I wrote about the Dead Sea Scrolls: Life and Faith in Ancient Times exhibit when it visited Philadelphia last year. The scrolls still fascinate because they’re a kind of missing link between the closing of the Old Testament and the opening of the New, giving us a picture of some elements of Judaism as it was at the dawn of Christianity. They all still generate incredible amounts of controversy.
Because the final stop is at the Museum of Science, the exhibit is being tailored a bit to focus on science in the scrolls. Here’s what the Brandeis Hoot has to say:
“The museum had some role in choosing which Dead Sea Scrolls would actually be available for the public to see. I and some others advised the museum concerning that,” Brettler said.
The exhibit will feature 20 scrolls and fragments of scrolls total, as well as many artifacts from ancient Israel. “One of the areas we pushed, especially since they’re a museum of science, and I know which scrolls have more scientific material in them, I pushed them in that direction, so the exhibit would fit with museum’s goal,” he said.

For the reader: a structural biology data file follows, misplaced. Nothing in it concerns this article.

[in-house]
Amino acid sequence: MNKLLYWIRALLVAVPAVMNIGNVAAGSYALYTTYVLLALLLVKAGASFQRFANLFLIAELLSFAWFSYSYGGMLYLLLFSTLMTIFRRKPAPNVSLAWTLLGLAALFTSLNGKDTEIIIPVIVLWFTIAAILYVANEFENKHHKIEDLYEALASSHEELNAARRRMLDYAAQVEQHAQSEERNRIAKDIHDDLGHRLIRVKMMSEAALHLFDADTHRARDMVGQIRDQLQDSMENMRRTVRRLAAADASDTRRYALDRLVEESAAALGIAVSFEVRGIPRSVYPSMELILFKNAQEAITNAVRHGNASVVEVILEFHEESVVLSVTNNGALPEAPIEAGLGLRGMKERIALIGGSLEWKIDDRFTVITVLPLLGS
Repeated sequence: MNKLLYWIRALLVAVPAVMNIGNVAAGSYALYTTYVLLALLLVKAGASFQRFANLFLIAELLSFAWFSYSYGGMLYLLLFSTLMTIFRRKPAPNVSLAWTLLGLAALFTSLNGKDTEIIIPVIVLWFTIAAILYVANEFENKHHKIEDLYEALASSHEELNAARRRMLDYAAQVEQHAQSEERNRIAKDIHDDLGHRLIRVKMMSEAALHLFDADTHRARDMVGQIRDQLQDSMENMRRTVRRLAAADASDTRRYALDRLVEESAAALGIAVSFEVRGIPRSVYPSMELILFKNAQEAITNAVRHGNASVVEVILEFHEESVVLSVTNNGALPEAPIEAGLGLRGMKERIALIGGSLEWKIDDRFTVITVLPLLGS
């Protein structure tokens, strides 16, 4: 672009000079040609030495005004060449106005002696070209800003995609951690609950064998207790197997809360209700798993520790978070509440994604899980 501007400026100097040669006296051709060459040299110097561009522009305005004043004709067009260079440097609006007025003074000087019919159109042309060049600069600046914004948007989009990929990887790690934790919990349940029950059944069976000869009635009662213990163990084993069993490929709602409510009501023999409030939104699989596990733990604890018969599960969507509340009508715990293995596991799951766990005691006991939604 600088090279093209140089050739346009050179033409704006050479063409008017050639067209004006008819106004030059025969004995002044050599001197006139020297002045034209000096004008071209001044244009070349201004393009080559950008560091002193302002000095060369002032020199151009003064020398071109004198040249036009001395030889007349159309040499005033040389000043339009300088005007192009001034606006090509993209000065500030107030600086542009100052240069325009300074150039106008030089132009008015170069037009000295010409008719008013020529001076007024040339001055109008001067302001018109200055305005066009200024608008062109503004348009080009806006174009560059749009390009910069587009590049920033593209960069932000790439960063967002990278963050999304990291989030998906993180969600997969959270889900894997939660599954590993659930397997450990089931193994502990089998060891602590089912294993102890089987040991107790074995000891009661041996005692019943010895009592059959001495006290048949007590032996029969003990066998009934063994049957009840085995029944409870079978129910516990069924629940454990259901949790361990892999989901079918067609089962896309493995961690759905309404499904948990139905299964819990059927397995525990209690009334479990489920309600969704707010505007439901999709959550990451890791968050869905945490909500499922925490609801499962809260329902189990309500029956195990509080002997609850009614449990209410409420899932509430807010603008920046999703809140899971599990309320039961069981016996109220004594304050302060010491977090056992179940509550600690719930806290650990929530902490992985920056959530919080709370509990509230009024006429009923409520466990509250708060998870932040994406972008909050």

“There are astronomical texts, or texts that deal with astronomy among the scrolls,” one of which will be featured in the exhibit. “So that’s science in antiquity,” said Brettler. The exhibit will also highlight the science of the scrolls itself—the technology of archaeological preservation has made huge advances since the scrolls were initially discovered in 1947.
“Especially because the exhibit is at the Museum of Science, one of the things that interests us a lot concerns science in the scrolls and science being used to preserve or decipher the scrolls,” Benjamin Federlin ’14, undergraduate representative to the committee said.
“Some of the mapping technology that has been developed by NASA in the jet-propulsion laboratory is being used for reading the scrolls, because sometimes you literally need to connect dots, you need to figure out what is a shadow, what is part of the writing, what is an ancient stain,” Brettler explained. “Some techniques that have been developed for mapping the earth from outer space end up being very useful in terms of the Dead Sea Scrolls.”
Science has made archaeology much better able to understand its findings, says Brettler. “Thirty years ago, people could have said, ‘Oh, this is a bowl that may have contained such-and-such.’ Now there are various techniques that can be used that we can really understand what these ancient containers contained. Scientific analysis of pottery makes archaeologists able to understand more about diets and changes in diet.”
“[The Scrolls] a great example of the leaps that have been made, and we have some faculty who could actually talk about that,” Federlin said.